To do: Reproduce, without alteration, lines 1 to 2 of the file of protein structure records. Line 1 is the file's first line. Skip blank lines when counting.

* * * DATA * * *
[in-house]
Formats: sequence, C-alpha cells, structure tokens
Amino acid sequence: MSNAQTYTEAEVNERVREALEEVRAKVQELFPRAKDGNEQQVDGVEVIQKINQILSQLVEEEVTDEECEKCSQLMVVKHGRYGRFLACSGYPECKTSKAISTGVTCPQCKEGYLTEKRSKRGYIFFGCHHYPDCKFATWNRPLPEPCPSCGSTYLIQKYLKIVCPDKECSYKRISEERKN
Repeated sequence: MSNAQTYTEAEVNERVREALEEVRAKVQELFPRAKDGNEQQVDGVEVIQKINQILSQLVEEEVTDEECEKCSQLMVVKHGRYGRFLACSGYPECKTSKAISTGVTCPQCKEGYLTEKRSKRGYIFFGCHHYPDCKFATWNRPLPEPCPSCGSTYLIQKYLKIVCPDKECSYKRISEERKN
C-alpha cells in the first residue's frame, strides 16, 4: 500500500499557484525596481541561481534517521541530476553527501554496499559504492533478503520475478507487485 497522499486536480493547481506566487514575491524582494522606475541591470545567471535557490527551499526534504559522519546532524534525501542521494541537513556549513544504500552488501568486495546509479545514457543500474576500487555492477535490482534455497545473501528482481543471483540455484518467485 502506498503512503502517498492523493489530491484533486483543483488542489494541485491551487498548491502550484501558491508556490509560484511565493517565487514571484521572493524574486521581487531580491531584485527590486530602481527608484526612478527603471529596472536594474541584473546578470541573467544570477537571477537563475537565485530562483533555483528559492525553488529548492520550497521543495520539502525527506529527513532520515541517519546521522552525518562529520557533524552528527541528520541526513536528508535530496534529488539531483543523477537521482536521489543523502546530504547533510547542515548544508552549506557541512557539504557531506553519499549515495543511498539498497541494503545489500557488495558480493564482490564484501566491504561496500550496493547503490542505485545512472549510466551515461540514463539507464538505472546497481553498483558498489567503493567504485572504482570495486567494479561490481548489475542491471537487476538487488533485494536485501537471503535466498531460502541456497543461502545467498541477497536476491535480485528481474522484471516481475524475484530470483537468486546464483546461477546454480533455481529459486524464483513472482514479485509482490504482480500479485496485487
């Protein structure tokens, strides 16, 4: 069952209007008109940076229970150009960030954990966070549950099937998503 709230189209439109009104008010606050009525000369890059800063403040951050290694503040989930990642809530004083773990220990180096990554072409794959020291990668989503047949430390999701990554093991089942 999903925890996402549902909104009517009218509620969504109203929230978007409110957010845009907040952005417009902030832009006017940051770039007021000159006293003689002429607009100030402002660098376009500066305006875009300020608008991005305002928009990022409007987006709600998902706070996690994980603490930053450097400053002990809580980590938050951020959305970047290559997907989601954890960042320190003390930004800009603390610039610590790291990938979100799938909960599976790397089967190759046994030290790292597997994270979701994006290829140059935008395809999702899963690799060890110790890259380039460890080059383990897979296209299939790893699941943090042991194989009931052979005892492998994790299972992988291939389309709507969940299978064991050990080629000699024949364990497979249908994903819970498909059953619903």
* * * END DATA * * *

[in-house]
Formats: sequence, C-alpha cells, structure tokens